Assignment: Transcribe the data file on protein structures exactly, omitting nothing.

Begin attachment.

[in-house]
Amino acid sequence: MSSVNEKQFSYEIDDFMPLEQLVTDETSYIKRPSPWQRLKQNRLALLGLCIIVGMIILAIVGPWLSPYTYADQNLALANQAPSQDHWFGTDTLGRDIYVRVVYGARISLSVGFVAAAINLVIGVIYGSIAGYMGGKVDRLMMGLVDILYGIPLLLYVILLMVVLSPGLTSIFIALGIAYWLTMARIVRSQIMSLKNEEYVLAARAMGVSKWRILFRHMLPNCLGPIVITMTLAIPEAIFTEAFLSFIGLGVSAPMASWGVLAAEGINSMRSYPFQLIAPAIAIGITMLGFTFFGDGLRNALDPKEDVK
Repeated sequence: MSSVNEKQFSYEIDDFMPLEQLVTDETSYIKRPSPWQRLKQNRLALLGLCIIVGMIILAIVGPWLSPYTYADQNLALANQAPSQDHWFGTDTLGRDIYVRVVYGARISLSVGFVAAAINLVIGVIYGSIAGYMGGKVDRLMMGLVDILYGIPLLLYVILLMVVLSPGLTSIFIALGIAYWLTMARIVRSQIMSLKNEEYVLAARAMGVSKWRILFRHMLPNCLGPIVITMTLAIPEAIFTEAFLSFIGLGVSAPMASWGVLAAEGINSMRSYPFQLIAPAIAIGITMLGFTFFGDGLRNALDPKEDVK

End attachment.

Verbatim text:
[in-house]
Amino acid sequence: MSSVNEKQFSYEIDDFMPLEQLVTDETSYIKRPSPWQRLKQNRLALLGLCIIVGMIILAIVGPWLSPYTYADQNLALANQAPSQDHWFGTDTLGRDIYVRVVYGARISLSVGFVAAAINLVIGVIYGSIAGYMGGKVDRLMMGLVDILYGIPLLLYVILLMVVLSPGLTSIFIALGIAYWLTMARIVRSQIMSLKNEEYVLAARAMGVSKWRILFRHMLPNCLGPIVITMTLAIPEAIFTEAFLSFIGLGVSAPMASWGVLAAEGINSMRSYPFQLIAPAIAIGITMLGFTFFGDGLRNALDPKEDVK
Repeated sequence: MSSVNEKQFSYEIDDFMPLEQLVTDETSYIKRPSPWQRLKQNRLALLGLCIIVGMIILAIVGPWLSPYTYADQNLALANQAPSQDHWFGTDTLGRDIYVRVVYGARISLSVGFVAAAINLVIGVIYGSIAGYMGGKVDRLMMGLVDILYGIPLLLYVILLMVVLSPGLTSIFIALGIAYWLTMARIVRSQIMSLKNEEYVLAARAMGVSKWRILFRHMLPNCLGPIVITMTLAIPEAIFTEAFLSFIGLGVSAPMASWGVLAAEGINSMRSYPFQLIAPAIAIGITMLGFTFFGDGLRNALDPKEDVK